Rallying Within Norms
Prime Minister Narendra Modi’s message of caution during the festive season seems to have poured water over the BJP’s grand rally plans in poll-bound Bihar. With the massive crowd in Tejashwi Yadav’s rallies becoming a talking point, the NDA had taken permission for huge rallies in Sasaram, Gaya and Bhagalpur on Friday. However, following the Prime Minister’s message to the nation on Tuesday, reminding people about the need for physical distancing and other Covid-related protocols, the organisers had to issue new guidelines. The crowd strength has now been reduced to 5,000-6,000 and people will not be allowed to stand at the venues. The central BJP, it is learnt, has given strict instructions that large crowds without physical distancing would “annoy” the Prime Minister.
Heat On Cooling Off
Former Bihar DGP Gupteshwar Pandey had caused a flutter a month ago with his decision to leave the IPS and join the JD(U) just before the Assembly elections. Although the move did not work out for Pandey, as he did not get a ticket to contest elections, the Election Commission is learnt to have taken note of the development. The poll watchdog may revive its proposal on cooling off period for civil servants keen on joining politics. This proposal was first made by the Commission in 2012, but it did not evoke a positive response from the government then. At that time, the EC wanted a two-year cooling off period. It’s likely that the poll panel may write to the government again on the issue.
When the Congress released its manifesto for Bihar elections on Wednesday, the party’s state unit chief, Madan Mohan Jha, was missing. Also absent was CLP leader Sadanand Singh. It turned out that Jha, who is contesting the MLC election from Darbhanga teachers’ constituency, for which voting took place on Thursday, was busy in some last-minute canvassing of votes. Singh’s son Shubhanand Mukesh is the Congress candidate from his seat, Kahalgaon, and he was busy campaigning there. Singh is not contesting this time and the party has fielded his son.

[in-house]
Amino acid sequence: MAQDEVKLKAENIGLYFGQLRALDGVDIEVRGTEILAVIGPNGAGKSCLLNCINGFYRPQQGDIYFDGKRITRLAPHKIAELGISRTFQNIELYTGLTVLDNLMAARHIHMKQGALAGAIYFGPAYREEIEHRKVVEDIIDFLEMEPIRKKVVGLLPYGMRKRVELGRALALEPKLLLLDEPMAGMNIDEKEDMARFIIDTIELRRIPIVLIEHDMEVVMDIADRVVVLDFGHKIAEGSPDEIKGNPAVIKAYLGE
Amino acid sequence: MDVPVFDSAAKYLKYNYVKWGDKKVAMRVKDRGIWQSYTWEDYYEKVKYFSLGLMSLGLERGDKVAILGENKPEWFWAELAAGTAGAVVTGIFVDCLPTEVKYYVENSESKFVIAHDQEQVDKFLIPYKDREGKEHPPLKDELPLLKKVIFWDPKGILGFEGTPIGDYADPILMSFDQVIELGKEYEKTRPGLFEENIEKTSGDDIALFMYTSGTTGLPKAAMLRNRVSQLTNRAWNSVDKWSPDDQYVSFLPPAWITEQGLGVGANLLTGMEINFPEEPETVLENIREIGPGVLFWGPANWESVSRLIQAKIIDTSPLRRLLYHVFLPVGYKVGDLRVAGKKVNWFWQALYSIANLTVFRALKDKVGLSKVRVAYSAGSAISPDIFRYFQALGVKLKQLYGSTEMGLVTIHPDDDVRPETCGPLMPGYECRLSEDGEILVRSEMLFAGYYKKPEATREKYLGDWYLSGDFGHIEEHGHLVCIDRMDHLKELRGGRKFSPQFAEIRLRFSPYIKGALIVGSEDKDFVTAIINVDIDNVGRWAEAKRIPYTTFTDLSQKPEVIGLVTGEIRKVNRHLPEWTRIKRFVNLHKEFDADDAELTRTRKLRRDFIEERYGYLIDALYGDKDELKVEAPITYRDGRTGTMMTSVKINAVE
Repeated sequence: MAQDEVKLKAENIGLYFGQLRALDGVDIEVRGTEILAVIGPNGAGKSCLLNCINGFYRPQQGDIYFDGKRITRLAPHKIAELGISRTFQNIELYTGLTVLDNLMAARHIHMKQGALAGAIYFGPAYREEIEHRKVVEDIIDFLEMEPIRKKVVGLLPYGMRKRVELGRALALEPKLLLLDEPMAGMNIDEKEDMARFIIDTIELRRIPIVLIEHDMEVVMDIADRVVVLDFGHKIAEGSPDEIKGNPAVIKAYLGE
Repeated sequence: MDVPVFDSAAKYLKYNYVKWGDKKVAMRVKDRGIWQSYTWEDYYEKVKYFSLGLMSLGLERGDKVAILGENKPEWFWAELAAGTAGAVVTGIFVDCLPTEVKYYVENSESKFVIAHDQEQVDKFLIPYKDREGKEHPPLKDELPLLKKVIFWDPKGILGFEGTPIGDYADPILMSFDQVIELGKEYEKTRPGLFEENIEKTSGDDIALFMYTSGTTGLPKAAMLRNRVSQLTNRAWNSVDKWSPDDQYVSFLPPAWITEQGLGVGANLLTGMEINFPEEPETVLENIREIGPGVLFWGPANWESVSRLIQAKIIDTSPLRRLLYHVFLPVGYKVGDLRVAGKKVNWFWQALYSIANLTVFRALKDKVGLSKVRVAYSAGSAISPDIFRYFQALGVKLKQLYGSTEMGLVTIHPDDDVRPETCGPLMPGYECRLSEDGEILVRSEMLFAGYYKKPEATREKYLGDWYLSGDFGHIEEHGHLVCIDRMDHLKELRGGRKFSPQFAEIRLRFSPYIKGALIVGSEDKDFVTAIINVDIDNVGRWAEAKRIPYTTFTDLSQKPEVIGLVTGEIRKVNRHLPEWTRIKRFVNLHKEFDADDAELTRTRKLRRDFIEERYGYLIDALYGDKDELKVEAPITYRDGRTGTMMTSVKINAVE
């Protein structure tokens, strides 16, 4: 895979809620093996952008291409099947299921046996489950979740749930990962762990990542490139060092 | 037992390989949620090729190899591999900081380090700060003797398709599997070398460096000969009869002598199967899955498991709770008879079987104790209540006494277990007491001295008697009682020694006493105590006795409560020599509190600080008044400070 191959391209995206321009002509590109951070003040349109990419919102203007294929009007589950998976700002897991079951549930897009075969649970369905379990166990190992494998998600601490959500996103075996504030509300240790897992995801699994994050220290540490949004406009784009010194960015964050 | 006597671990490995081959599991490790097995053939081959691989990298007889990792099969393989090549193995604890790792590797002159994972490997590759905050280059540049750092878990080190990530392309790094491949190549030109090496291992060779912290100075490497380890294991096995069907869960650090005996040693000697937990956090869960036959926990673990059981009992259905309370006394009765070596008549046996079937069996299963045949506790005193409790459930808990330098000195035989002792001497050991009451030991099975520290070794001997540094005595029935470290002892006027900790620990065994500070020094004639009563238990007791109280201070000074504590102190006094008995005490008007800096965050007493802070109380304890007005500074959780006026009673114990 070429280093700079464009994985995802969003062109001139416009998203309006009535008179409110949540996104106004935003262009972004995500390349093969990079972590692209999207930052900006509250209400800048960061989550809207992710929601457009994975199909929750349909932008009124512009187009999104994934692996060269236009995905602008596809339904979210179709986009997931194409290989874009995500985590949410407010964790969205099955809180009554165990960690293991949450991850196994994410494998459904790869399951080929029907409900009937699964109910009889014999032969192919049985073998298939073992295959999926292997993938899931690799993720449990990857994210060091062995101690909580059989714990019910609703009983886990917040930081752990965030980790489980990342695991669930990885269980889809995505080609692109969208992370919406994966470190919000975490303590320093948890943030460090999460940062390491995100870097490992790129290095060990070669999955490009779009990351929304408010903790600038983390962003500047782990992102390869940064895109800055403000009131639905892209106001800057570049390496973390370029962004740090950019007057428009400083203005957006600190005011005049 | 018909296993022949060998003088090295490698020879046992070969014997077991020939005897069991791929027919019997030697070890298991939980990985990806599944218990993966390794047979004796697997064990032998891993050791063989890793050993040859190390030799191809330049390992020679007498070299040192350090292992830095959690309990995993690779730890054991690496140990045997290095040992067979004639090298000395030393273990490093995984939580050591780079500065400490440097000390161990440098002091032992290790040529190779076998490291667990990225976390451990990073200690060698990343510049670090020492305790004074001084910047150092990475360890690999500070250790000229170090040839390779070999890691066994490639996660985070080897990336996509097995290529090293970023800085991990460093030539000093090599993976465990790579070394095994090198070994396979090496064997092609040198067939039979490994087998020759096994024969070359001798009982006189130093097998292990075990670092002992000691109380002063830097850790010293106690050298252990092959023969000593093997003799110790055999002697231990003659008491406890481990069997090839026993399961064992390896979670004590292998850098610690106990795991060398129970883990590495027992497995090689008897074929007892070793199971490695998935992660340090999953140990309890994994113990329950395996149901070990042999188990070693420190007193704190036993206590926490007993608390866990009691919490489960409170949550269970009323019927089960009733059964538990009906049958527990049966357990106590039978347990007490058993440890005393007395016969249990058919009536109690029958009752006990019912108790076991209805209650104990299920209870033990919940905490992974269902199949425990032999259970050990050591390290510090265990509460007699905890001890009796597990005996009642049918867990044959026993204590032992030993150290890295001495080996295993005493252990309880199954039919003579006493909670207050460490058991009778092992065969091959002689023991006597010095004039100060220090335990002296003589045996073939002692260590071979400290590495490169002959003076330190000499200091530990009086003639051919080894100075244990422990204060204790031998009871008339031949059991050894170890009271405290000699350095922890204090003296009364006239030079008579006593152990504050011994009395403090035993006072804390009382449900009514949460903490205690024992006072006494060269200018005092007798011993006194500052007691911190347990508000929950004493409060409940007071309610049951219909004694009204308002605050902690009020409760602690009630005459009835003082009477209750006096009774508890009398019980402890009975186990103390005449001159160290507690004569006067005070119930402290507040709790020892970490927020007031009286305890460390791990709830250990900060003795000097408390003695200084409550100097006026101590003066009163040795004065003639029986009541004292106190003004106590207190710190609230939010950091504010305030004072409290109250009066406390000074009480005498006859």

Vocal on Local
In his election rallies in Bihar, BJP president J P Nadda doesn’t forget to give a personal touch — he reminds the crowd that he was born in Patna, how he had walked through some particular streets, his student days, etc. Nadda’s speeches have one more element in common — the Narendra Modi government’s schemes and programmes in the health sector. While referring to it, he brings in the point that when he was the Union Health minister, Modi had asked him to pay “special attention” to Patna, and that he himself took the initiative in improving health facilities in the state capital. He also doesn’t forget to mention how cooperative CM Nitish Kumar has been in his attempts to build a super-specialty hospital in Patna. Not a single speech misses these points.
While Nitish Kumar has been promising irrigation facility in every field, Tejashwi has been talking of a loan waiver to farmers and 10 lakh permanent jobs. Jan Adhikar Party chief Rajesh Ranjan a.k.a Pappu Yadav has been claiming that he would make Bihar one of the top states in Asia, while Rashtriya Lok Samata Party chief Upendra Kushwaha has been talking about overhauling the education system.
RJD chief Lalu Prasad, though incarcerated in Ranchi, added flavour to the debate by taking to Twitter (his handle is being managed by the party in consultation with him) to advise “a tired Nitish to take rest”. Lalu Prasad also shared a joke about a man who when asked whether he was carrying a bucket of water to extinguish some fire in Bihar replied, “I am is carrying it to make an ocean in Bihar so that there can be a coastline and a port in the state for progress.”
The punch line being the impossibility of the promises by ‘Vikas Purush’ Nitish, who has been comparing his “15 years rule versus 15 years misrule” of the Lalu government.
LJP’s subtle Modi campaign
LJP nominees taking on JD (U) candidates have found a way out to indirectly convey its proximity to BJP to voters after the saffron party objected to the use of Prime Minister Narendra Modi’s poster or name by any non-NDA political parties.
Some LJP candidates including its Amarpur (Banka) candidate Mrinal Shekhar have switched to using the slogan “Jhopdi me kamal khilayenge (we want lotus to bloom in hut)”. While hut is the election symbol of LJP, lotus is the symbol of BJP. LJP president Chirag Paswan, who will start campaigning from October 21 onwards, had anyway taken an official stand of “forming a BJP-led LJP” government.
Chirag also continues to take digs at Bihar CM Nitish Kumar saying it is the CM who needs the PM’s posters and for LJP, PM is in the heart of every LJP worker.